Reduced sleep and impaired sleep initiation in adult male rats exposed to alcohol during early postnatal period
Department of Animal Biology, School of Veterinary Medicine, University of Pennsylvania, Philadelphia, PA 19104, USA.Behavioural brain research (Impact Factor: 3.03). 06/2012; 234(1):38-42. DOI: 10.1016/j.bbr.2012.06.002
Prenatal alcohol exposure (AE) is associated with cognitive and neurobehavioral abnormalities, such as increased motor activity and elevated anxiety, that may last a lifetime. Persistent sleep disruption may underlie these problems. Using a rat model, we investigated long-term alterations of sleep-wake behavior following AE during a critical early developmental period. Male rats received 2.6 g/kg of alcohol intragastrically twice daily on postnatal days (PD) 4-9, a developmental period equivalent to the third trimester of human pregnancy (AE group), or were sham-intubated (S group). On PD52-80, they were instrumented for tethered electroencephalogram and nuchal electromyogram recording and habituated to the recording procedures. Sleep-wake behavior was then recorded during one 24 h-long session. Wake, slow-wave sleep (SWS) and rapid eye movement sleep (REMS) were scored in 10 s epochs during 6h of the lights-on (rest) and 6h of the lights-off (active) periods. During the active period, REMS percentage was significantly lower (4.7 ± 0.9 (SE) vs. 8.2 ± 0.9; p < 0.02) and the percentage of SWS tended to be lower (p = 0.07) in AE than S rats (N = 6/group). During the rest period, sleep and wake amounts did not differ between the groups, but AE rats had longer latency to both SWS and REMS onset (p = 0.02 and 0.003, respectively). Our data demonstrate that, in a rat model of prenatal AE, impaired sleep-wake behavior persists into the adulthood. Disordered sleep may exacerbate cognitive and behavioral disorders seen in human victims of prenatal AE.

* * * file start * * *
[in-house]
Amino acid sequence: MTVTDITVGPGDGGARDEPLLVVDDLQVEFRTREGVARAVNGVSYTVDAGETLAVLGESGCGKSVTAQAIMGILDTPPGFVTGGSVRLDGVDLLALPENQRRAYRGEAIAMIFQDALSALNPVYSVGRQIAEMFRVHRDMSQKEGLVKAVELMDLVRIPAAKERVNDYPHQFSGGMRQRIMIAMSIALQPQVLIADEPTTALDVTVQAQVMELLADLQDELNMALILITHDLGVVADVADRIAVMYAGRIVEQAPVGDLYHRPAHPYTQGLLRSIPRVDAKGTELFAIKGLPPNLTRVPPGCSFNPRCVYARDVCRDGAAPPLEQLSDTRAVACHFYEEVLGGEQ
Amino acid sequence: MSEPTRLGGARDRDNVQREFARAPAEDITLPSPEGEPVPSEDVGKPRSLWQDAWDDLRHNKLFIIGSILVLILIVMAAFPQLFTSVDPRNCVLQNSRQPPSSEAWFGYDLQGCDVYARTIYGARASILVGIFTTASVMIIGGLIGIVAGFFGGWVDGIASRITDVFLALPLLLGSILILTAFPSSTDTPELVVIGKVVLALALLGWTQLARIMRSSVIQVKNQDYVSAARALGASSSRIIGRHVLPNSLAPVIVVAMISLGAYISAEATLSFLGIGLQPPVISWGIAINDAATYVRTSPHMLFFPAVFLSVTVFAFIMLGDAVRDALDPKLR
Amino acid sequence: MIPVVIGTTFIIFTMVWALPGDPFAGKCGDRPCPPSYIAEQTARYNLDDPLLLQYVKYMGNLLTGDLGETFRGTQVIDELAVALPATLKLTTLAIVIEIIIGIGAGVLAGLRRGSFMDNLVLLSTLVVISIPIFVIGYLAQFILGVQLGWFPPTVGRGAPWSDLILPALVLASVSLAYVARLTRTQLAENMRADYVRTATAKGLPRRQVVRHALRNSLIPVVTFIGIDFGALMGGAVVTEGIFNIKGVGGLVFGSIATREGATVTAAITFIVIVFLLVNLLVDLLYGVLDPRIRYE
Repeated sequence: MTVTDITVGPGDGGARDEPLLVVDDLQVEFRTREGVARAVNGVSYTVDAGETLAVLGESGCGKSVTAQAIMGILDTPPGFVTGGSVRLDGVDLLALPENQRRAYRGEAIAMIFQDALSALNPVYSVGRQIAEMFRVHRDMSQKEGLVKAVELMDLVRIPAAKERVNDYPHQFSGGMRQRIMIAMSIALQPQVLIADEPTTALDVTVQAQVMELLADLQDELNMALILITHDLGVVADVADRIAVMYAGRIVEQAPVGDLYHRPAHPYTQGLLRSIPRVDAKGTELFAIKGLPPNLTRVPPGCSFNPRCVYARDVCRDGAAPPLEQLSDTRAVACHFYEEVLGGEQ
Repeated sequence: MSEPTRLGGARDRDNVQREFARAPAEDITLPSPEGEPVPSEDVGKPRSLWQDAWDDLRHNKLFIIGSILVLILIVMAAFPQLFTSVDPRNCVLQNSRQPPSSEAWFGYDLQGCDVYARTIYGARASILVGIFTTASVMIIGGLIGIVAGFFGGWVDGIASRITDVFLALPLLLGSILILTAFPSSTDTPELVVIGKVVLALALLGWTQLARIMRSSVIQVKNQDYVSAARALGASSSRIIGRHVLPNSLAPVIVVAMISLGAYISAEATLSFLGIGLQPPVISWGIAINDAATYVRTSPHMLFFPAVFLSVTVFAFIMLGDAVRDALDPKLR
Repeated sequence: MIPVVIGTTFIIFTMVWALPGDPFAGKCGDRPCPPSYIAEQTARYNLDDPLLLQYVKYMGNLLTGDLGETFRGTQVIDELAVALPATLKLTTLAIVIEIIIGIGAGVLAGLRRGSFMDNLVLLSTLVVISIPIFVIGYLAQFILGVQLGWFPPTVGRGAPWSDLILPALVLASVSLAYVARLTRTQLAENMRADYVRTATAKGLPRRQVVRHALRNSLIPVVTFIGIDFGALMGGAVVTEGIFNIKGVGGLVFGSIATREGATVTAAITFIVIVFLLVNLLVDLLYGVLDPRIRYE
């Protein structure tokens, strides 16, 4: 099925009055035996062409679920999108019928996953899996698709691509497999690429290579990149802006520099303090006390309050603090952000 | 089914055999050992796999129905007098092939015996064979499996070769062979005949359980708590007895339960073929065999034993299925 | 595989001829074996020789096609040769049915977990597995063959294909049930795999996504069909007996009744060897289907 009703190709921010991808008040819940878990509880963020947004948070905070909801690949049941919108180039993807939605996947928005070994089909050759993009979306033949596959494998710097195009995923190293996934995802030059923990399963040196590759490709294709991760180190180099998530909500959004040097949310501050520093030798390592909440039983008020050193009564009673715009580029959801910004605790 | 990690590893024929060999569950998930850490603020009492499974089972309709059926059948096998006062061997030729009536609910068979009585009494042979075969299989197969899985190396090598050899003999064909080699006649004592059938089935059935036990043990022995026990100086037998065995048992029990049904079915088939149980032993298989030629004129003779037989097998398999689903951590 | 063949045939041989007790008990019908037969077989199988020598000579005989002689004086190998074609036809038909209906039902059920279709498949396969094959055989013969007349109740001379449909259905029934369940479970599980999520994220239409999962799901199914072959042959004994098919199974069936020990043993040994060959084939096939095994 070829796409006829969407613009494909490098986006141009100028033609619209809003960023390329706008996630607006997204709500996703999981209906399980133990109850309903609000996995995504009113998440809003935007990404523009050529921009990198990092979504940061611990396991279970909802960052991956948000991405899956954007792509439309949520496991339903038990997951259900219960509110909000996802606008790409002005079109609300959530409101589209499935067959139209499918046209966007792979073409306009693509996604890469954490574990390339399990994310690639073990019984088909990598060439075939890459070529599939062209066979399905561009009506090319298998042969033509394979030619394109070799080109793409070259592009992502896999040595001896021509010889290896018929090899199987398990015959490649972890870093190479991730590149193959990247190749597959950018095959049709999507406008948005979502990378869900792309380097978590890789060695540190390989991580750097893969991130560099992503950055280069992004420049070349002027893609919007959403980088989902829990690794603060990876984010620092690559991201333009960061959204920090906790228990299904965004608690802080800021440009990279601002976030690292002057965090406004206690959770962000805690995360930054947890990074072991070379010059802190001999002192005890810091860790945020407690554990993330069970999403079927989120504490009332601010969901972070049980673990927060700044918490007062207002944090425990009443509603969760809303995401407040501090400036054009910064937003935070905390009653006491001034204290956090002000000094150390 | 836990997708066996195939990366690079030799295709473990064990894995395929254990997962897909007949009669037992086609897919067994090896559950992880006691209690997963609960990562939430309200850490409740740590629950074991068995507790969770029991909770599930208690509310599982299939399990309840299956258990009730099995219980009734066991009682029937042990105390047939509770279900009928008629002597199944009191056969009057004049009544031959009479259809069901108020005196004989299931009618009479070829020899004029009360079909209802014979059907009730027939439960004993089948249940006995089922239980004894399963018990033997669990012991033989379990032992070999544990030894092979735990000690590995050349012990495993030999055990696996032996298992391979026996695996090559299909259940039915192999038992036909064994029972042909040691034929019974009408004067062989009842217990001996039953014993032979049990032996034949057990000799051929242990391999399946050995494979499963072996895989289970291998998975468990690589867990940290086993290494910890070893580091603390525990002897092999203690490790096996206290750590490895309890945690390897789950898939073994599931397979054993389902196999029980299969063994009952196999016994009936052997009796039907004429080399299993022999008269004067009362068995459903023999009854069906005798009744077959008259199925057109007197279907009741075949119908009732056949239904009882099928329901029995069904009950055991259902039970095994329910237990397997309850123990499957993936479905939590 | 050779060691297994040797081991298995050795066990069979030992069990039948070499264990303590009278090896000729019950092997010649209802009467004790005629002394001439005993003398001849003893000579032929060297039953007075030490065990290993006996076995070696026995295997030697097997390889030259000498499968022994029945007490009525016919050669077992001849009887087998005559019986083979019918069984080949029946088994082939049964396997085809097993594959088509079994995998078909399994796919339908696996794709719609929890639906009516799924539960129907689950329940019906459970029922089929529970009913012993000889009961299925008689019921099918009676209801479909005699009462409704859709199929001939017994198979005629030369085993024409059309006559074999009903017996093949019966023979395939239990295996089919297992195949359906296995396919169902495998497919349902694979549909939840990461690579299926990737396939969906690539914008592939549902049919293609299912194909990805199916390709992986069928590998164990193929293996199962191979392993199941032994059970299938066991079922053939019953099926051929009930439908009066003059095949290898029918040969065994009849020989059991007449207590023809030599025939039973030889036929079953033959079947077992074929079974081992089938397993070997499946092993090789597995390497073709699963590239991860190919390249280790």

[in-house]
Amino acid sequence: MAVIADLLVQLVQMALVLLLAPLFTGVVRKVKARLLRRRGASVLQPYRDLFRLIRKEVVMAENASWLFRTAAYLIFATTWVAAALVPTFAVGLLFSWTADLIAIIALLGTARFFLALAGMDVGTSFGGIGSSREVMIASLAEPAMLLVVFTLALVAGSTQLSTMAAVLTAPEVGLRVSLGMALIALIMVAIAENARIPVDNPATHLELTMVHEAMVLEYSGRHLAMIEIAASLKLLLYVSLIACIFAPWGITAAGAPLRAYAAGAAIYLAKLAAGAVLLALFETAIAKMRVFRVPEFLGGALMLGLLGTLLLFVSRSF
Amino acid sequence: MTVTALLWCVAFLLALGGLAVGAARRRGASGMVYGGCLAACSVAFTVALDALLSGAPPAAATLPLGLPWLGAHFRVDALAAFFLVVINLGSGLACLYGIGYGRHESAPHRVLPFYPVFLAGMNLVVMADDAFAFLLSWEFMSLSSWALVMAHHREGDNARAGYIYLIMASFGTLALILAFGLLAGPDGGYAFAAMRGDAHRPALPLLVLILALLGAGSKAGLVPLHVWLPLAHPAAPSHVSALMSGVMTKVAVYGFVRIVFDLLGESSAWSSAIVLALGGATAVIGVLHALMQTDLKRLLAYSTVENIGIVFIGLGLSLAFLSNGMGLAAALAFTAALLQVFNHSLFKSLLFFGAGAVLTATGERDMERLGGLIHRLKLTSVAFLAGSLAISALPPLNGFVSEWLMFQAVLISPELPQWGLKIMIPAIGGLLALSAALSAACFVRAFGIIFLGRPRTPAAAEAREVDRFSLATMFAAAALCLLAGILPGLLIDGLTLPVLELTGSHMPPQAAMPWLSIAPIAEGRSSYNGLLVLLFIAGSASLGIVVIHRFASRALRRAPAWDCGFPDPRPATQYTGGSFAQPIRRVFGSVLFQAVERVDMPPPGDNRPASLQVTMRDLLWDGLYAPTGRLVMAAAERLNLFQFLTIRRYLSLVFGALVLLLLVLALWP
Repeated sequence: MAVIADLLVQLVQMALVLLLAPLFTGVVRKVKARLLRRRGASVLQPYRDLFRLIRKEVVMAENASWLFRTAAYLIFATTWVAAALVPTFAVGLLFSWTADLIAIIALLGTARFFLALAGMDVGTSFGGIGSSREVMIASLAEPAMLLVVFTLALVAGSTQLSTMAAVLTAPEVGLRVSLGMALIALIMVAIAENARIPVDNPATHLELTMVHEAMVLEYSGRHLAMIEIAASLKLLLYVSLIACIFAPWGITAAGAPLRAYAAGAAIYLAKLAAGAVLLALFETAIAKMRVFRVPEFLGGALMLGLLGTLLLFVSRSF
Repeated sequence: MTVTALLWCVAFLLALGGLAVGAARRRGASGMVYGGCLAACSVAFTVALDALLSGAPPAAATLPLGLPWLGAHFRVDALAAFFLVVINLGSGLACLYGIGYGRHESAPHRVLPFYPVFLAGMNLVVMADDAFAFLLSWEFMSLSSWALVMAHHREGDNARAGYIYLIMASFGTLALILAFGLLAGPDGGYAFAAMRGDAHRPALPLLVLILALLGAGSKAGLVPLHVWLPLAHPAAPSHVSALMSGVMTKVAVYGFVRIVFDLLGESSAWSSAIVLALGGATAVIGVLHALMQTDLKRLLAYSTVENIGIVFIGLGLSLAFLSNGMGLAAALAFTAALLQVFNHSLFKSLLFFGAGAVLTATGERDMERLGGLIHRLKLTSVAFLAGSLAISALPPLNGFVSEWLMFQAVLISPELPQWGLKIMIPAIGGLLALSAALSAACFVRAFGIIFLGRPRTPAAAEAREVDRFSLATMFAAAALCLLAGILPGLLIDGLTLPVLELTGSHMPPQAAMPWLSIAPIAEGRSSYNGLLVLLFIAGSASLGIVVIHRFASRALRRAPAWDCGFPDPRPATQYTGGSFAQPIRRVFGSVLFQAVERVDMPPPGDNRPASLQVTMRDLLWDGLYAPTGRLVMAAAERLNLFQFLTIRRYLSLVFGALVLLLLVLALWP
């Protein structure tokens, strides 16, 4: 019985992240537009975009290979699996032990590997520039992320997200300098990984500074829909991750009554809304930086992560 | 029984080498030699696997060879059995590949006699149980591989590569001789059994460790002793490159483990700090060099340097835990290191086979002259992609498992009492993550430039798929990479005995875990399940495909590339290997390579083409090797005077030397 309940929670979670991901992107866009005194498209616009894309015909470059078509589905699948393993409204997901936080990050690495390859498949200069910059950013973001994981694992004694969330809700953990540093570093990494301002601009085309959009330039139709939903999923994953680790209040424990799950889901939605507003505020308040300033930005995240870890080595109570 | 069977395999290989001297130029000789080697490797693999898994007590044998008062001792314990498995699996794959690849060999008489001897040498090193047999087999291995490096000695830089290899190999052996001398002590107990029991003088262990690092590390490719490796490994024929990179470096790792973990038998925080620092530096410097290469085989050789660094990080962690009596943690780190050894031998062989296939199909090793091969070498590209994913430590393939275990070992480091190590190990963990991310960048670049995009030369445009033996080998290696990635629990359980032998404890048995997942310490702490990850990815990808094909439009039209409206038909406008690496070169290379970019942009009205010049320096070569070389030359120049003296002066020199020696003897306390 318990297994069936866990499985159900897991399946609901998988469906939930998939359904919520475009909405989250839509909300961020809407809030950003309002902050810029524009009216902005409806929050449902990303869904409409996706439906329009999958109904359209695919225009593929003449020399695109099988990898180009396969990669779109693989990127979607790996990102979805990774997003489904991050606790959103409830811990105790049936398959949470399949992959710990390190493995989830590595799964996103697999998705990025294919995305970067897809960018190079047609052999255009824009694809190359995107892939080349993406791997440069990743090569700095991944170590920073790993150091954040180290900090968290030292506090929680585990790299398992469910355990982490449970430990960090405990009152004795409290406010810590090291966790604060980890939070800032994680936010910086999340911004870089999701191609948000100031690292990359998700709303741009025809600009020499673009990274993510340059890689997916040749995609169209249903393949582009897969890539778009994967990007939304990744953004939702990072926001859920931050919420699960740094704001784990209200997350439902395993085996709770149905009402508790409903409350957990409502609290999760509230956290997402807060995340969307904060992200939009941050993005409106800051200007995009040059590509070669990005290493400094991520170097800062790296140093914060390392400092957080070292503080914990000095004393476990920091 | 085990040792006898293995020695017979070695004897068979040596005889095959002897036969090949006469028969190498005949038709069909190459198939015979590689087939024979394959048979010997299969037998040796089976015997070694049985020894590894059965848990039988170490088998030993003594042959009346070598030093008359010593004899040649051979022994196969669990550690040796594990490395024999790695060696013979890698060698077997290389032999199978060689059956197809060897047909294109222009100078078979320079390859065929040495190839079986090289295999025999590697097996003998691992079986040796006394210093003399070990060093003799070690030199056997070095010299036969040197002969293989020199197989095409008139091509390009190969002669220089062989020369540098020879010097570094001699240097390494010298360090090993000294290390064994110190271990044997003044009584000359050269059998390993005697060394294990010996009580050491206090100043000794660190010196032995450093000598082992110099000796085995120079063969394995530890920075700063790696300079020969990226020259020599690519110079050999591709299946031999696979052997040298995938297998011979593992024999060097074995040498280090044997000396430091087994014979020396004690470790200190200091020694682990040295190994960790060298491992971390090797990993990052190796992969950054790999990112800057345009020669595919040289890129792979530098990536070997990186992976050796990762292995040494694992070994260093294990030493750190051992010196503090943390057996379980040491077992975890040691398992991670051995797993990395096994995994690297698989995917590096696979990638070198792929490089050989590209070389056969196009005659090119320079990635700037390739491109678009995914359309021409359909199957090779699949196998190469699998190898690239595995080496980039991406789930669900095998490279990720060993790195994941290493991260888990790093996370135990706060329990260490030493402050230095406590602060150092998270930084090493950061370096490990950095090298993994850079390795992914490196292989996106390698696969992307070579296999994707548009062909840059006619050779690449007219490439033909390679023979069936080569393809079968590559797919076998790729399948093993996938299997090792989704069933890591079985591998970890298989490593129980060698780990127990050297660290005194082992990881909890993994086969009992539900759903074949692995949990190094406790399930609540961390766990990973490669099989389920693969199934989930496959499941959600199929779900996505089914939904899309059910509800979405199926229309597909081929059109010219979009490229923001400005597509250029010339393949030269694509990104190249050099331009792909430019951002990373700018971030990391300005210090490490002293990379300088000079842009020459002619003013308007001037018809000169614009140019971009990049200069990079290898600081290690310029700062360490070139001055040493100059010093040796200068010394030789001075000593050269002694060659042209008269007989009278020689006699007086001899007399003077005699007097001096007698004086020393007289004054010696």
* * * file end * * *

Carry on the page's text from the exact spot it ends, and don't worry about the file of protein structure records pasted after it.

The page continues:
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ABSTRACT: Perinatal Alcohol exposure (AE) has multiple detrimental effects on cognitive and various behavioral outcomes, but little is known about its impact on the autonomic functions. In a rat model of fetal alcohol spectrum disorders (FASD), we investigated neurochemical and neuroanatomical alterations in two brainstem nuclei, the hypoglossal nucleus (XIIn) and the dorsal nucleus of the vagus nerve (Xdn). One group of male Sprague-Dawley rats (n=6) received 2.625g/kg ethanol intragastrically twice daily on postnatal days (PD)4-9, a period equivalent to the third trimester of human pregnancy, and another group (n=6) was sham-intubated. On PD18-19, the rats were perfused and medullary sections were immunohistochemically processed for choline acetyltransferase (ChAT) or two aminergic receptors that mediate excitatory drive to motoneurons, α1-adrenergic (α1-R) and serotonin 2A (5-HT2A-R), and c-Fos. Based on ChAT labeling, AE rats had reduced numbers of motoneurons in the ventral XIIn (XIIn-v; 35.4±1.3 motoneurons per side and section vs. 40.0±1.2, p=0.022), but not in the dorsal XIIn or Xdn. Consistent with ChAT data, both the numbers of α1-R-labeled motoneurons in the XIIn-v and the area of the XIIn-v measured using 5-HT2A-R staining were significantly smaller in AE rats (19.7±1.5 vs. 25.0±1.4, p=0.031 and 0.063 mm(2) ±0.002 vs. 0.074±0.002, p=0.002, respectively). Concurrently, both 5-HT2A-R and c-Fos staining tended to be higher in AE rats, suggesting an increased activation. Thus, postnatal AE causes motoneuronal loss in the XIIn-v. This may compromise upper airway control and contribute to increased risk of upper airway obstructions and sudden infant death in FASD victims.
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